For Consulting and Contact Information

For Consulting and Contact Information

If you'd like to contact me, or learn more about my Moodle, e-learning, and Blackboard consulting services, please make a quick trip to my new website at

Wednesday, March 19, 2008

Using different kinds of feedback in a Moodle quiz

Moodle quizzes enable you to create different kinds of feedback. Let's define the different types of feedback, and then, let me suggest some best uses for each kind.

Types of Moodle Quiz Feedback

Different Feedback for Each Answer

You can have feedback for each of the answers in a question, so if the student selects answer "A" the feedback is different than if the student selected answer "B." Let's call this kind of feedback "choice specific," because it changes with each answer that the student chooses.

Different Feedback for Right and Wrong Answers

A less specific type of feedback is using one feedback message for the correct answer to a question, and another for all of the wrong answers to the question. Let's call this type of feedback "right/wrong," because the feedback changes according to whether the student got the answer right or wrong.

General Question Feedback

General question feedback gives the student the same feedback no matter what answer they chose.

Different Feedback for Different Quiz Scores

You can also have feedback based on the student's score for the quiz. For example, if the student scored greater than 90 percent, the feedback might congratulate the student on a great score. Let's call this "overall feedback," since that's the term Moodle uses.

Uses for Moodle Quiz Feedback

Best uses for different types of feedback in Moodle quizzes.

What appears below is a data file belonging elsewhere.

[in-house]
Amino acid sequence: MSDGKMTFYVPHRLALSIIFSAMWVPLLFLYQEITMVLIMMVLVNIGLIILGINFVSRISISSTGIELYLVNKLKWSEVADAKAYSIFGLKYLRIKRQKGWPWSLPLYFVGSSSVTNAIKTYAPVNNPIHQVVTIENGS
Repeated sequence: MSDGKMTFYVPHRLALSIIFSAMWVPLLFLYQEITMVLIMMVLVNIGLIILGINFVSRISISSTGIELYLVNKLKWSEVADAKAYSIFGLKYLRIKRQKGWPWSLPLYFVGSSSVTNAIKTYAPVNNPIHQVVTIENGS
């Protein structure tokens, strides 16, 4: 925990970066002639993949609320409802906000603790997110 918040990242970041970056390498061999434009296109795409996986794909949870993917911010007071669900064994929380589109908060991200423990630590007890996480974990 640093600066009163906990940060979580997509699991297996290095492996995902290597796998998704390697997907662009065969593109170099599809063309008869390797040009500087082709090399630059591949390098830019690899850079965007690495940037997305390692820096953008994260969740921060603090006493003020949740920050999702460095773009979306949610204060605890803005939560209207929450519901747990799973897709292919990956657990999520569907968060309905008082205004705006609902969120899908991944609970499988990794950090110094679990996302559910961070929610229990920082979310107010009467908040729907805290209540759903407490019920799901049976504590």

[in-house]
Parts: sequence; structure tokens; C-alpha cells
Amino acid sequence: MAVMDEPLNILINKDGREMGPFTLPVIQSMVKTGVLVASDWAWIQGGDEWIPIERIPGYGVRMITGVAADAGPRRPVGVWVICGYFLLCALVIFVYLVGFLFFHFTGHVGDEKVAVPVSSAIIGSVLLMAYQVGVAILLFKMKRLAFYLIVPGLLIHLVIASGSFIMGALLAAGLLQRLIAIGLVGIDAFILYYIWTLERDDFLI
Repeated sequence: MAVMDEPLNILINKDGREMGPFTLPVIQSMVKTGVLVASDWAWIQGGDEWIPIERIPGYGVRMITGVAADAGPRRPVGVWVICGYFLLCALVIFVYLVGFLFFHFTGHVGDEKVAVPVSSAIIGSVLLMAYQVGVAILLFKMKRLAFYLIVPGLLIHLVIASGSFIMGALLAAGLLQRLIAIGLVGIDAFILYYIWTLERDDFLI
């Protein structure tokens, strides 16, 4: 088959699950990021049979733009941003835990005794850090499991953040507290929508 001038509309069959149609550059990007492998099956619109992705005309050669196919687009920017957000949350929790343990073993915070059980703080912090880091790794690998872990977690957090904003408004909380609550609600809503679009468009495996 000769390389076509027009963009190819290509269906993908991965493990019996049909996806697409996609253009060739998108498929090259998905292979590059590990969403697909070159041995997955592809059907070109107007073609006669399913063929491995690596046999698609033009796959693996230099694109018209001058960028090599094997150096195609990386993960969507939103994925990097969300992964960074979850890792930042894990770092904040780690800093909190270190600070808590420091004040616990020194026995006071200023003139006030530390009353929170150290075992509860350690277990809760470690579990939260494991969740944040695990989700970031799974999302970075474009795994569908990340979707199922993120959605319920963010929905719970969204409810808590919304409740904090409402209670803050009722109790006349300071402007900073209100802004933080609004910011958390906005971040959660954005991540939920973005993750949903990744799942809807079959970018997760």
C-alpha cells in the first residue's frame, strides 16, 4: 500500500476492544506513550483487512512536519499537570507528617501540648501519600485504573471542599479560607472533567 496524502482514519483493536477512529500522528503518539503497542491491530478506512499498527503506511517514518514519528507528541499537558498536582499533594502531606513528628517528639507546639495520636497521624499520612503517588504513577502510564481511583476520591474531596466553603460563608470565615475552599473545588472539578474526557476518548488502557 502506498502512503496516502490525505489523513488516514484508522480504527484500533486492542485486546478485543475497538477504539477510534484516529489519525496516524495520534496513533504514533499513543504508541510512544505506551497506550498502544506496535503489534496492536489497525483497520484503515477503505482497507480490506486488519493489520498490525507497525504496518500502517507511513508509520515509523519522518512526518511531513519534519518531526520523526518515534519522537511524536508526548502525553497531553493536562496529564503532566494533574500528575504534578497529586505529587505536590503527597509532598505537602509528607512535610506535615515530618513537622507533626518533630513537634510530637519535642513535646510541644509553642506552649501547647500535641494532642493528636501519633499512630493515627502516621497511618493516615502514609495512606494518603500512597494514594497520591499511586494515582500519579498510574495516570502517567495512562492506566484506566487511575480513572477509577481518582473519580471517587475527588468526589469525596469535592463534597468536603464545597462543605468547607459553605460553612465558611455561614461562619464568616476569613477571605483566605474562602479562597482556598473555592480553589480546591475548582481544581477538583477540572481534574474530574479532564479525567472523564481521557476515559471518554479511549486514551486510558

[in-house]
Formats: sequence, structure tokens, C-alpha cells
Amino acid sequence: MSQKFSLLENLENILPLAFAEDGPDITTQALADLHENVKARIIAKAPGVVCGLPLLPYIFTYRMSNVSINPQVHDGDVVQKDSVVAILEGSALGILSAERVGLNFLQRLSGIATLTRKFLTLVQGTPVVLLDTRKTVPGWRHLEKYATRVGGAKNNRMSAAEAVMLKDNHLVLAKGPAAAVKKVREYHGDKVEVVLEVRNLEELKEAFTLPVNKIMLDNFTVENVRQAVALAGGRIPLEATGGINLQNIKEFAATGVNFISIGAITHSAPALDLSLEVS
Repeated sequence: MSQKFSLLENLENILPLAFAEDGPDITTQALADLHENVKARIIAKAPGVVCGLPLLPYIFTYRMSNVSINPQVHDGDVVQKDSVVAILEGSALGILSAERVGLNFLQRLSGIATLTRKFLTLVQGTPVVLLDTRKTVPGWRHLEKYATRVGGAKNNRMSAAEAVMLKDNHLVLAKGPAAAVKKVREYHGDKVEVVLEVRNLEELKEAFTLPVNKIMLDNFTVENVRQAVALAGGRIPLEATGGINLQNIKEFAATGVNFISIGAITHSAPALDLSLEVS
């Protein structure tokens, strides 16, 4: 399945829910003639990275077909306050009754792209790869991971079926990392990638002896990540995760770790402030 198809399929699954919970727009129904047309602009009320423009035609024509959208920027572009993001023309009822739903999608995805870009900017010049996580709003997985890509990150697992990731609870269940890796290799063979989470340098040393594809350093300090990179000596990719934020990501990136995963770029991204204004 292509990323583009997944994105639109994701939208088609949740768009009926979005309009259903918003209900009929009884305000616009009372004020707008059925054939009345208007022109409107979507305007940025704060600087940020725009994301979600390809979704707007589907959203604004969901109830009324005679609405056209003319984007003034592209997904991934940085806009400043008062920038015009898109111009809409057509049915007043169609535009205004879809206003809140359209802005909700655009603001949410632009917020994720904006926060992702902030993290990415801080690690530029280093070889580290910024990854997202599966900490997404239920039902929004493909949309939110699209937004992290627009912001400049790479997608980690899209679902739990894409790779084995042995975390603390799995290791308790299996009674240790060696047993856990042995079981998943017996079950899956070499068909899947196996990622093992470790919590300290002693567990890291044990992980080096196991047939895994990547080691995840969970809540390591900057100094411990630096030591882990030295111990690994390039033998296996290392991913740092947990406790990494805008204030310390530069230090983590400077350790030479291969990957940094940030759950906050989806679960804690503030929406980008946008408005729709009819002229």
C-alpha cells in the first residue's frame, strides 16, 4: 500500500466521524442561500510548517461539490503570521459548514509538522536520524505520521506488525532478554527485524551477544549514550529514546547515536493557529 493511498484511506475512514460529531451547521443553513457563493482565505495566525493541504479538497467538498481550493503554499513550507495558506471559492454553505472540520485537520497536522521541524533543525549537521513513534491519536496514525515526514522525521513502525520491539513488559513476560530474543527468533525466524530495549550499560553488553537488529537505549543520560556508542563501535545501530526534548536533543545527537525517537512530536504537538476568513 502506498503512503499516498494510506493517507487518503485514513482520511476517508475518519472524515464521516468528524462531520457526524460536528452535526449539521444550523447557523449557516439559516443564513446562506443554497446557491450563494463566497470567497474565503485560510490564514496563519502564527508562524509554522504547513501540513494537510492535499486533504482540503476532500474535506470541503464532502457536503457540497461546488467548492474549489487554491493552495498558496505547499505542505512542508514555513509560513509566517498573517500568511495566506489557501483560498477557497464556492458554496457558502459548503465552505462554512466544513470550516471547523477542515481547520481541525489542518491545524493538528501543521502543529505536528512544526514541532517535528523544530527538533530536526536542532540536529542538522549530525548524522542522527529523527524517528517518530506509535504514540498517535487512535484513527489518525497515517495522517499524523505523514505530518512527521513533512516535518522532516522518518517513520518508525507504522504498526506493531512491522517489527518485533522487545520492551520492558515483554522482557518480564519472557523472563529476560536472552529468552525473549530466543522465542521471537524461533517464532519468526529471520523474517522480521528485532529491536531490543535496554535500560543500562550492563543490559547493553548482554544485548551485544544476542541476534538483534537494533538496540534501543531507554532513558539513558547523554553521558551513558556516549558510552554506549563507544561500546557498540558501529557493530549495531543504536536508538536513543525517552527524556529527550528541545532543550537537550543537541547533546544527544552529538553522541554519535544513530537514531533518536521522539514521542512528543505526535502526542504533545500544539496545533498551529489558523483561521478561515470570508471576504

Type of feedbackUsage

choice specific



For right answers, tell why that choice is correct, in case the student selected the correct answer by guessing.

For each wrong answer, there's a reason the student would think that it is correct. In the feedback for that choice, I address that specific reason. For example, take the question "Which is the smallest planet?" If the student selects "Pluto," then my feedback will state something like "A few years ago, your answer would have been correct. Pluto was considered the smallest planet, until it was downgraded to a pluton. Now Uranus is the smallest planet." The challenge for me is in creating feedback that addresses the probable reason the student chose that answer, without assuming that reason. If I can't do that, then I fall back on just using that same feedback for all wrong answers.

general question feedbackGive students background about the knownledge the question was testing. Or give a link to more information about the knowledge that was tested.
overall feedbackWhole-quiz feedback is difficult for me to make meaningful. If I want to tell the student anything more than, "You passed with flying colors," the quiz needs to be very very focused on a narrow topic. For example, what if the student scores low on a quiz on the American Revolution because (s)he missed all the questions on dates? And what if the student answered every other question correctly? The computer doesn't say, "You did great with concepts and names, but you seem to have a problem memorizing dates." But if I break that quiz up into mini-quizzes, and one of them is "Dates of the American Revolution," then I can say something meaningful in the whole-quiz feedback.

Articles About Using Feedback to Help Learning

Since we're talking of using question feedback as a learning tool, you might be interested in these articles that I found online: "Effects of immediate self-correction, delayed self-correction, and no correction on the acquisition and maintenance of multiplication facts by a fourth-grade student with learning disabilities." Also, "Effects of immediate and delayed error correction on the acquisition and maintenance of sight words by students with developmental disabilities." If you use question feedback, and make the quiz short so there's not a long delay between answering question number 1 and submitting the quiz, then I think that qualifies as "immediate error correction." Even more immediate would be to use a lesson, with one question per page, which the student answers before moving on to the next page in the lesson. That's my preferred way of creating immediate error correction. Partly because a lesson page is more flexible than a quiz question. And partly because each lesson page is "submitted" before moving to the next, making the feedback/error correction truly immediate.